Fox Chase Researchers Present Data on Integrating Palliative Care Education Into Hematology-Oncology Fellowships

Dr Bauman
In a study presented today at the 2024 American Society of Clinical Oncology Annual Meeting Jessica Bauman, MD, Chief of the Division of Head and Neck Medical Oncology at Fox Chase, found that a new integrated palliative care rotation for hematology/oncology fellows improved their palliative care knowledge and skill confidence.

PHILADELPHIA (June 3, 2024) — A new integrated palliative care rotation for hematology/oncology fellows improved their palliative care knowledge and skill confidence, according to results of a pilot study presented today by Fox Chase Cancer Center researchers at the 2024 American Society of Clinical Oncology (ASCO) Annual Meeting. 

Palliative care is often provided to patients who have a serious or life-threatening disease to improve their quality of life and help reduce pain. 

“Despite national guidelines advocating that patients with advanced cancer receive dedicated palliative care services, many patients lack access to specialty palliative care due to workforce shortages,” said Jessica Bauman, MD, lead author on the study and Chief of the Division of Head and Neck Medical Oncology and an Associate Professor in the Department of Hematology/Oncology at Fox Chase. 

“Training hematologists/oncologists to provide primary palliative care could close this gap and ensure basic palliative care needs of patients are met,” added Bauman, who is also the director of the Hematology/Oncology Fellowship Training Program at Fox Chase. She conducted the study with researchers at Fox Chase and other institutions. 

During the pilot study, hematology/oncology fellows identified patients with palliative care needs from their hematology/oncology practice and referred them to a palliative care clinic over a period of six months. Fellows then saw those patients in the palliative care clinic, as well as in the hematology/oncology clinic and during hospitalizations. During these visits, fellows were accompanied by attending physicians. 

“These visits were all tracked, and fellows were surveyed before and after their rotations to evaluate their skill confidence and knowledge. After the rotation, they were also surveyed on acceptability and teaching quality,” said Bauman.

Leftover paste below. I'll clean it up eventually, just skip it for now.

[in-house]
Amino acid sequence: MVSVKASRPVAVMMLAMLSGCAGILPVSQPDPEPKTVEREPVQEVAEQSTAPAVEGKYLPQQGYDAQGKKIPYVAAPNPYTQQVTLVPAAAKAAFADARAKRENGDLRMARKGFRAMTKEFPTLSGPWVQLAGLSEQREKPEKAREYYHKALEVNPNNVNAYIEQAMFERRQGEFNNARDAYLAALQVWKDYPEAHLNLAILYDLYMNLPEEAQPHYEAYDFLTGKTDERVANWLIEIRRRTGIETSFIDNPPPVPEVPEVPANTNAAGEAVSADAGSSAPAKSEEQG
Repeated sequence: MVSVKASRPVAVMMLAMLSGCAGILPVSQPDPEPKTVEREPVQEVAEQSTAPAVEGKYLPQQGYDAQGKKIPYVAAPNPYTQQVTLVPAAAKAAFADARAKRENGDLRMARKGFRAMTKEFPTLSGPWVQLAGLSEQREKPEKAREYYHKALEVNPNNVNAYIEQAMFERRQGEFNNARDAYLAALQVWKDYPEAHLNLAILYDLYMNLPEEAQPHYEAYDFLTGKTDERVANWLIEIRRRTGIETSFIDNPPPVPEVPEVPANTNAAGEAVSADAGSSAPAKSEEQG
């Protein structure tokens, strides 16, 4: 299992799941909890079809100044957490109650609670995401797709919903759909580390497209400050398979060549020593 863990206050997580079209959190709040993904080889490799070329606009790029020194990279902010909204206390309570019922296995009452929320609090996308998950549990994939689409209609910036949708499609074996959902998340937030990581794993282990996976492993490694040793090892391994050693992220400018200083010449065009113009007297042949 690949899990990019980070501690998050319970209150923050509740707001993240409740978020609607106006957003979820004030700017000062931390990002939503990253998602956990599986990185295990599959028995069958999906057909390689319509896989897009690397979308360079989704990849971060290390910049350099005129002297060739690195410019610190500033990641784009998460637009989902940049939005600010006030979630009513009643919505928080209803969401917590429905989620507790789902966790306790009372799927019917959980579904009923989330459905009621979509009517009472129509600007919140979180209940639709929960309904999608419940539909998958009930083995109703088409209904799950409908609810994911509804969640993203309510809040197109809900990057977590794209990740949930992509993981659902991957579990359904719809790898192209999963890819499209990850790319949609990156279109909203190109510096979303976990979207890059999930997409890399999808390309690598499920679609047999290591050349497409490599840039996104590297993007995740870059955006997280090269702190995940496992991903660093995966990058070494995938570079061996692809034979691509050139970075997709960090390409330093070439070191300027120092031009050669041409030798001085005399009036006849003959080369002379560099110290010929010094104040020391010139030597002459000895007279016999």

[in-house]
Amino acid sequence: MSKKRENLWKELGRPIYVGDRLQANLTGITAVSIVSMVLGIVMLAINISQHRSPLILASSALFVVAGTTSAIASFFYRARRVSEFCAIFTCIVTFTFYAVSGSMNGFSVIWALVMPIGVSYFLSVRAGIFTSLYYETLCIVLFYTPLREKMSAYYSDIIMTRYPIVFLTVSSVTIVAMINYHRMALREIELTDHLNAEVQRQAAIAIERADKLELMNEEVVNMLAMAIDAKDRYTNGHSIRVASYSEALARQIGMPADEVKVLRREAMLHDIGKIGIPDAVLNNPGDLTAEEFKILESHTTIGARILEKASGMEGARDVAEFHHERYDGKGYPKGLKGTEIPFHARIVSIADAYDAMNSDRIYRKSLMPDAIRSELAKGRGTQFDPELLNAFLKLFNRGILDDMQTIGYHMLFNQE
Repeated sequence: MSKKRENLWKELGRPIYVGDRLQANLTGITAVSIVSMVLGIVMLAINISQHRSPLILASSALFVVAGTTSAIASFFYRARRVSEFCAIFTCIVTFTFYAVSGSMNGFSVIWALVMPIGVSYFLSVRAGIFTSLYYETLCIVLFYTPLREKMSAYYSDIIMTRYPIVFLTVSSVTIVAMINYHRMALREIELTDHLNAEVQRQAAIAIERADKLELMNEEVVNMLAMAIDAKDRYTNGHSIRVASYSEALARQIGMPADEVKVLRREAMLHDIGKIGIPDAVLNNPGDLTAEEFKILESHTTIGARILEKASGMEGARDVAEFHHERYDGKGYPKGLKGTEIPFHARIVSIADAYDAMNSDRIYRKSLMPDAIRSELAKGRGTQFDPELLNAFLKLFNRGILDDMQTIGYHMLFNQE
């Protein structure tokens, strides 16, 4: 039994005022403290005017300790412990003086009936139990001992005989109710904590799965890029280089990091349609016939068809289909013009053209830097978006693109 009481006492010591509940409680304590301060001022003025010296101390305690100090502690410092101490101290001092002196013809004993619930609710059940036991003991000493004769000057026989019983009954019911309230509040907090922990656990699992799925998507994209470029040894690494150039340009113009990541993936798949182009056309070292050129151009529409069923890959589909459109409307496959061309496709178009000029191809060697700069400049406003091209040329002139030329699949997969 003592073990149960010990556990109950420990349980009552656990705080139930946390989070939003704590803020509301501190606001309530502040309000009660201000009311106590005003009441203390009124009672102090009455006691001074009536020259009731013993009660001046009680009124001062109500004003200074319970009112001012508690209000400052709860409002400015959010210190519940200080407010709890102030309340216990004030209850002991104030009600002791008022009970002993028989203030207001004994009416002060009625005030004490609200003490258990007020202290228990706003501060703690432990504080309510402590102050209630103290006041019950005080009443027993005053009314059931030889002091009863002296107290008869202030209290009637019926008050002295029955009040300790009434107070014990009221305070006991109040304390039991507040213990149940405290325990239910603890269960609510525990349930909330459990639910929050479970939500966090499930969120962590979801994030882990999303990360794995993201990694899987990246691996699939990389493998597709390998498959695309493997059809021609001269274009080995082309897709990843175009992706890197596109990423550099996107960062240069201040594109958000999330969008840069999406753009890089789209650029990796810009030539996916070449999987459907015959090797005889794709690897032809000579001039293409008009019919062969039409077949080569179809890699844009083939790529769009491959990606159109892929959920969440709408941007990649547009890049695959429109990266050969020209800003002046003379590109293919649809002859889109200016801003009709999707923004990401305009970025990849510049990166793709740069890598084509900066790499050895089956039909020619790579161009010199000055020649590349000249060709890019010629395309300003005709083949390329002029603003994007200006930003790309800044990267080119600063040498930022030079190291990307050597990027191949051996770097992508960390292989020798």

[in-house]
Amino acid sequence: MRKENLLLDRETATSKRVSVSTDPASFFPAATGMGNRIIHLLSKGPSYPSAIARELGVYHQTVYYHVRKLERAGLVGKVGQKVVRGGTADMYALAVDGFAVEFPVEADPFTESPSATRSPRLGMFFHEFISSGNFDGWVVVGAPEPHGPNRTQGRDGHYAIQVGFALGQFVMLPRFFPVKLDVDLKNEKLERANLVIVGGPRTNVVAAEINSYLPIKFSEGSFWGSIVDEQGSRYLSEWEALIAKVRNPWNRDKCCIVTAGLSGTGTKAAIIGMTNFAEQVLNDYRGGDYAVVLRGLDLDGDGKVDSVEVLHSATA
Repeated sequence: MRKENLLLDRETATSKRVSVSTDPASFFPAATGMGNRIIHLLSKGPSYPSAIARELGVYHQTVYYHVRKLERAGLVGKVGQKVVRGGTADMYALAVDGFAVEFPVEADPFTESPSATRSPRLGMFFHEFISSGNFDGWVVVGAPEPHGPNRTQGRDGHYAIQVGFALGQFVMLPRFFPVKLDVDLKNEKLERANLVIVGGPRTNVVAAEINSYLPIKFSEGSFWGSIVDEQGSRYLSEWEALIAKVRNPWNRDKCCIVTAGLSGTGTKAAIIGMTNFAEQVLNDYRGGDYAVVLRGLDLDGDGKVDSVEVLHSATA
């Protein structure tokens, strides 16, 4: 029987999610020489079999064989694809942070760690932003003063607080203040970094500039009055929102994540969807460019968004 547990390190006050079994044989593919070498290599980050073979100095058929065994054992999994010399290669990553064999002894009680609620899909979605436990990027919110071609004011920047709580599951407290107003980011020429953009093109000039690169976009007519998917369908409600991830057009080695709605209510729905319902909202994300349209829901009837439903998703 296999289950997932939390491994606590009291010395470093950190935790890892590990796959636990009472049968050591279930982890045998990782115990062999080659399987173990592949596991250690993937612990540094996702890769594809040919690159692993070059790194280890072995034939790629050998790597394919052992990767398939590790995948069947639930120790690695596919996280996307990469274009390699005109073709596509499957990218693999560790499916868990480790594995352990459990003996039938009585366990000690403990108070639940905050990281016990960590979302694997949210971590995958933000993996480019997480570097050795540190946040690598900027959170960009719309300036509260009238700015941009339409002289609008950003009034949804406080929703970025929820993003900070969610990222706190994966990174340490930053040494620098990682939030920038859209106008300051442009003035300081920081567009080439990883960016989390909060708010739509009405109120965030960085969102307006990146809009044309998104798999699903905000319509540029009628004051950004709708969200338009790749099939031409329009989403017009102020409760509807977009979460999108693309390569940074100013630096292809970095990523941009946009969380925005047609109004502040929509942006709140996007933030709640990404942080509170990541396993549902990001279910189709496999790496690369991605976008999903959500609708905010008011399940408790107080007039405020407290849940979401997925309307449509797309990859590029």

From 2018 through 2023, 19 fellows from three hematology/oncology fellowship classes participated. Of 17 fellows who rated acceptability, 16 rated the rotation as valuable or extremely valuable, while 15 agreed or strongly agreed the rotation structure was effective. Seventeen fellows agreed or strongly agreed the rotation both changed their clinical practice and helped them feel more engaged in working with their sickest patients. 

“The pilot program showed that participating in this rotation changed clinical practice and improved the palliative care knowledge and skill confidence of fellows,” said Bauman. “Having seen these results, we believe this pilot could serve as a model for integrating palliative care education into hematology/oncology fellowships nationally.” 

The study, “A Longitudinal, Palliative Care Educational Pilot in Hematology-Oncology Fellowship Training,” was presented as an oral abstract at the ASCO meeting, which is being held May 31-June 4 in Chicago.

Fox Chase Cancer Center (Fox Chase), which includes the Institute for Cancer Research and the American Oncologic Hospital and is a part of Temple Health, is one of the leading comprehensive cancer centers in the United States. Founded in 1904 in Philadelphia as one of the nation’s first cancer hospitals, Fox Chase was also among the first institutions to be designated a National Cancer Institute Comprehensive Cancer Center in 1974. Fox Chase is also one of just 10 members of the Alliance of Dedicated Cancer Centers. Fox Chase researchers have won the highest awards in their fields, including two Nobel Prizes. Fox Chase physicians are also routinely recognized in national rankings, and the Center’s nursing program has received the Magnet recognition for excellence six consecutive times. Today, Fox Chase conducts a broad array of nationally competitive basic, translational, and clinical research, with special programs in cancer prevention, detection, survivorship, and community outreach. It is the policy of Fox Chase Cancer Center that there shall be no exclusion from, or participation in, and no one denied the benefits of, the delivery of quality medical care on the basis of race, ethnicity, religion, sexual orientation, gender, gender identity/expression, disability, age, ancestry, color, national origin, physical ability, level of education, or source of payment.

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